The idea is to send an image within minutes to the CW website, anything from a scenic view to a newsworthy pic.
It takes just a few moments to download the pic and send it via a 3G signal but there are some pitfalls and procedures to learn which he is hoping to get sorted before the Tour de France.
Keep an eye out and let us know what you think.
- Posted by Hugh Gladstone
- comments (1)
Ever woken at six in the morning and ridden a criterium before breakfast? I hadn't either until this morning.
The thing is: that's having it easy. Some of my team mates in the Castelli 24-Hour criterium here in Italy have had shifts at one or four in the morning. At least I got to have a reasonably conventional night's sleep.
Having now had my first taste of racing in this unique event, I have to agree with Cycling Weekly's deputy editor who returned from last year's event raving about it. We need more of these.
As he explained in his initial impressions, it is indeed real racing - fast and furious. But what gran fondos and sportives are to road racing, this is the criterium equivalent. You make of it what you want; it's open to all abilities.
If a group's too fast: just join the next one. If you want out altogether, signal to your team mate in the pits. They probably can't wait to get out there and give those fresh legs a working.
It's always the riders just a lap or two out the transition zone who lift the pace on the climb. It's because of this relay effect, the pace is continuously high.
Riders in our Castelli Media Team have generally been attacking the race in half hour stints. My first came at 7AM, followed by another one at 8:30. By the time I finished that second blast, the day was already getting hot. Those riders who were on the early morning shift are going to have it hard when they come out 12 hours later (following their disjointed night's sleep) for another effort in the mid afternoon sun.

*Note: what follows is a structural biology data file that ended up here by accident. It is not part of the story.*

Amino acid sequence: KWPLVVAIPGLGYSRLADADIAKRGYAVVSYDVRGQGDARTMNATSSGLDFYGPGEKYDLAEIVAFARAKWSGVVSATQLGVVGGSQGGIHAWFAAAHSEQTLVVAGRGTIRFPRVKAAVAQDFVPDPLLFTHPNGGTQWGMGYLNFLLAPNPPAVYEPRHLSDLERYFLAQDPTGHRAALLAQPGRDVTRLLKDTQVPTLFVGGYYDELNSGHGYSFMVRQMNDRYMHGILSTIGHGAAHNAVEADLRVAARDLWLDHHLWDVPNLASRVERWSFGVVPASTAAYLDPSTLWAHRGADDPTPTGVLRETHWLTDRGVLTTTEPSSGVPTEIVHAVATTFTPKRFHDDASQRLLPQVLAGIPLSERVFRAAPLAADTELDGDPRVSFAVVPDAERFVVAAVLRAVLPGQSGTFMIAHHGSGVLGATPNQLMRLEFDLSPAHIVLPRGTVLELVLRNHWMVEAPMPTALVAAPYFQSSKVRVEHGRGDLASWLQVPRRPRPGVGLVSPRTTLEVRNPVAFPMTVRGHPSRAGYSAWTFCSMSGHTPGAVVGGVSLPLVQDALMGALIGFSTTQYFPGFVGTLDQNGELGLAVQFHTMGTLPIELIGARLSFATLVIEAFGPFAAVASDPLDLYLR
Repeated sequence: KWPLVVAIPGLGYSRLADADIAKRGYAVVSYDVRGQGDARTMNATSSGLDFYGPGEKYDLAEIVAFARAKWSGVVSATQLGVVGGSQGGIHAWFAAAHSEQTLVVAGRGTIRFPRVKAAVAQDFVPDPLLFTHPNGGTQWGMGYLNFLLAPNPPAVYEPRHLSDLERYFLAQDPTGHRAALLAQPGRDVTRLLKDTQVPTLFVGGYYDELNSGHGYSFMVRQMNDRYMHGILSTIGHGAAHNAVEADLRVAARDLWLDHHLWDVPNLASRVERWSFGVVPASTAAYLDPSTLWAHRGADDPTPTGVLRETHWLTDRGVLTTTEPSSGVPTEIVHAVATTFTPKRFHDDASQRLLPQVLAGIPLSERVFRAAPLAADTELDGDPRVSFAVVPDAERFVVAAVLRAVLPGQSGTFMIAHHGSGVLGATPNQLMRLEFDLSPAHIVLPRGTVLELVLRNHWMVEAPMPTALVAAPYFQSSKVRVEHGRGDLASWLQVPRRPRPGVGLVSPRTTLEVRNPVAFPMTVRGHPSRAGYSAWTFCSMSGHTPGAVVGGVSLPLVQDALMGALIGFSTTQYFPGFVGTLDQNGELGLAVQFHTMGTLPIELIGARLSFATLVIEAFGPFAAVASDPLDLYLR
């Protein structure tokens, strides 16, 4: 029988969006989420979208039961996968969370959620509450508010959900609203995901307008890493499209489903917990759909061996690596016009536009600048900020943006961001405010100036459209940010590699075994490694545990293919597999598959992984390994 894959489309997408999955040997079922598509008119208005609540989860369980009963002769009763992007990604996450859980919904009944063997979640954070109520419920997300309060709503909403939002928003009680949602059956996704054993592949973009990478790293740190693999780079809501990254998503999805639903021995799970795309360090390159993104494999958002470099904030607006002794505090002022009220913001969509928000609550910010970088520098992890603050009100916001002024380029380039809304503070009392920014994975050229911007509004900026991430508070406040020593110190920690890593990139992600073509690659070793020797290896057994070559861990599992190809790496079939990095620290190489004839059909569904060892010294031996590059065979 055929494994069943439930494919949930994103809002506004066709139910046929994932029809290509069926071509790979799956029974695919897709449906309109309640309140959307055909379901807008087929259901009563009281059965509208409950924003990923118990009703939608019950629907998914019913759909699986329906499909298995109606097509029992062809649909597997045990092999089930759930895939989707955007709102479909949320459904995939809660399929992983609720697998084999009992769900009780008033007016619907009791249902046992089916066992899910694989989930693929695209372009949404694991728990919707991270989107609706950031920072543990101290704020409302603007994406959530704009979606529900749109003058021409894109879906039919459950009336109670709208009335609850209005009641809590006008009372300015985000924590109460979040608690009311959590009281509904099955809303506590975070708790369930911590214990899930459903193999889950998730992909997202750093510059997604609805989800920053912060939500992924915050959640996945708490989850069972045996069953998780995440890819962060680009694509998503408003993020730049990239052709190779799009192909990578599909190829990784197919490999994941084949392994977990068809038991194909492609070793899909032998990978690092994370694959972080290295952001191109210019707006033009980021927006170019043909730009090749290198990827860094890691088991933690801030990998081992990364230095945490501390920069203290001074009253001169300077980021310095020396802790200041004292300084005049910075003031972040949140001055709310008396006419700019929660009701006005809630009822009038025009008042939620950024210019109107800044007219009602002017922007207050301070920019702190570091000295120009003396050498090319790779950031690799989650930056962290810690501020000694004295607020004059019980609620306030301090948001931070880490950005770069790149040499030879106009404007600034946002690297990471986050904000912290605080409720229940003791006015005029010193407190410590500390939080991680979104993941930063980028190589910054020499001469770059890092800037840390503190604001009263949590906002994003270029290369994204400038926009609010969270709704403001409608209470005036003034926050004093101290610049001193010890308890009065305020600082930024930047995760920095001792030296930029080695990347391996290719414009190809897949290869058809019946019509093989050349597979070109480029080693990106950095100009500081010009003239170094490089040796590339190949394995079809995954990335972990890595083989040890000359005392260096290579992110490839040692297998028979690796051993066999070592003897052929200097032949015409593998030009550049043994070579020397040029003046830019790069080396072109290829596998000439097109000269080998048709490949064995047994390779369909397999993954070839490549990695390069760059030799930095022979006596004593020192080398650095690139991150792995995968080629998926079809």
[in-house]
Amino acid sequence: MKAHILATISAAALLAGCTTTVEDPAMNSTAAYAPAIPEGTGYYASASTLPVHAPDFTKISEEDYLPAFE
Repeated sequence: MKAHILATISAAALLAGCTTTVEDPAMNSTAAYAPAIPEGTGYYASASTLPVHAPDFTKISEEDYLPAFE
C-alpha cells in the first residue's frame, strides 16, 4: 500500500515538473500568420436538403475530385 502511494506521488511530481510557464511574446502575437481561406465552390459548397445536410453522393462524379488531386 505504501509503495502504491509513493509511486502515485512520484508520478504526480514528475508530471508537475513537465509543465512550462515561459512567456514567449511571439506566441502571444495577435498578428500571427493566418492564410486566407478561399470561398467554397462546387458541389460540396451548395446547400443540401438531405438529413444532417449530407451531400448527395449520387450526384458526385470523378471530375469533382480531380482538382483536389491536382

Thankfully I quickly found good groups to settle into on both my outings this morning. The pace was high -sometimes painful on the climb- but sustainable.
As a rule, chaos reigns here. In total there are over 1000 riders shared between just over 100 teams. There may only ever be one member of a team on the course, but riders differ in ability, laps are gained and lost and no-one is quite sure where the front is.
Understanding what's going on and who is winning is left to a transponder and computer system. Apparently when I set out we were lying in 19th place. Where we were afterwards I have no idea. My only strategy for contributing to the team's effort was trying to stay on the right side of every split of the group I was in.
The most important thing to look out for was not so much accelerations at the front, but riders dropping back through the group and inadvertently taking you with them. With a moment's inattention, a gap of several lengths can open. Pause, hesitate, or look around to see if someone else is going to close it and the margin may have doubled.
With all the drama and talk of racing, it's easy to ignore the splendour of our surroundings here. The circuit itself is based around the rustic town centre of Feltre which sit in a junction of three valleys in the Dolomites. Jagged peaks rear up in the background creating their own cloud formations. Taking a warm-down in the town's tiny cobbled backstreets in the still of the early morning was tranquillity itself.
‘Tranquilo' could not be used to describe last night's activities, though. When the race set off at ten o'clock, the town felt near fever pitch. The PA was bumping the beats and the barbeques were smoking. At the Castelli tent, I stood in t-shirt and shorts drinking beer with other members of the party who'd travelled out with the company's UK distributors, Saddleback.
As spectators at the roadside rung their cowbells under the warm glow of street lights, I turned my attention to the racing where a number of pros (past, present and currently suspended due to anomalies in their biological passport) tore things up at the front of what was then still a distinct bunch. That atmosphere is nothing compared to how tonight will unfold, I'm told. As riders finish their quota of racing, the party starts around lunchtime and crescendos through the afternoon.
Since I'll be racing some of the last shifts, I'm going have to have to take it easy. Apparently as the event nears its 10PM conclusion, some of the teams send their big guns out. That doesn't explain why I've been scheduled to ride then, but word is there's going be some fellow called Basso racing.